• COMMENTARY: Why population still matters

    17 February 2009

    In a recent essay on the future of life on earth, James Gustave Speth, Dean at the Yale School of Forestry and Environmental Studies, said: "All we have to do to destroy the planet's climate and biota and leave a ruined world to our children and grandchildren is to keep doing exactly what we are doing today, with no growth in human population or the world economy. Just continue to generate greenhouse gases at current rates, just continue to impoverish ecosystems and release toxic chemicals at current rates, and the world in the latter part of this century won't be fit to live in."

    "But" he added "human activities are not holding at current levels - they are accelerating, dramatically." And one of those activities is the continuing increase in human numbers, not only in the poorest, least developed. countries of Africa and Asia, but in some of the richest, such as the United States. Here, Lester Brown, President of the Earth Policy Institute, outlines just what that means, and why enlightened population policies that help men and women to have only the children that they want and can care for, is an essential part of a sustainable future.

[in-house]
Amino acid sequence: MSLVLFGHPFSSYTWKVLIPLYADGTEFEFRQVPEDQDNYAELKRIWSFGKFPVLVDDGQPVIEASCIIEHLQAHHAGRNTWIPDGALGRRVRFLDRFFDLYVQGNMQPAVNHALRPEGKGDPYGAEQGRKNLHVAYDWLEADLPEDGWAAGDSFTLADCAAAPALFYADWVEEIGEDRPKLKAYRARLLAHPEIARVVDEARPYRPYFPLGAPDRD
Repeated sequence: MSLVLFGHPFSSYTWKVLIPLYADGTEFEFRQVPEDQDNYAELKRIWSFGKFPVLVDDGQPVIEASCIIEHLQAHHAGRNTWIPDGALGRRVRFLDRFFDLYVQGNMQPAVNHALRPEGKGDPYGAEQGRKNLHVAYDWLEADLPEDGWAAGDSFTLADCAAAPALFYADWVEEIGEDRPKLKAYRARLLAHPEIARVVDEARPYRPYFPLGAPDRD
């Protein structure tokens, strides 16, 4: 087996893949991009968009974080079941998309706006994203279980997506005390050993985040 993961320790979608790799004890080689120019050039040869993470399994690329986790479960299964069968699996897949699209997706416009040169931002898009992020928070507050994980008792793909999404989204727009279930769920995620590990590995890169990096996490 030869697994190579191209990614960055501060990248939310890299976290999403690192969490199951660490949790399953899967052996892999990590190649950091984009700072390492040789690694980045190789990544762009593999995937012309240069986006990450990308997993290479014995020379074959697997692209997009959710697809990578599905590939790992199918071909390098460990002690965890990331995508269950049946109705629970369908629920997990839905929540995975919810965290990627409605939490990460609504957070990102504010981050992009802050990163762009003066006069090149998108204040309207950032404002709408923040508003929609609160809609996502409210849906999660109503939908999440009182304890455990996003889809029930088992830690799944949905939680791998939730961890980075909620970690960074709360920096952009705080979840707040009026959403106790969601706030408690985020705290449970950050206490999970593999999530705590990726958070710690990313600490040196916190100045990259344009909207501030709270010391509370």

• Bringing population back into focus at World Bank

    20 January 2009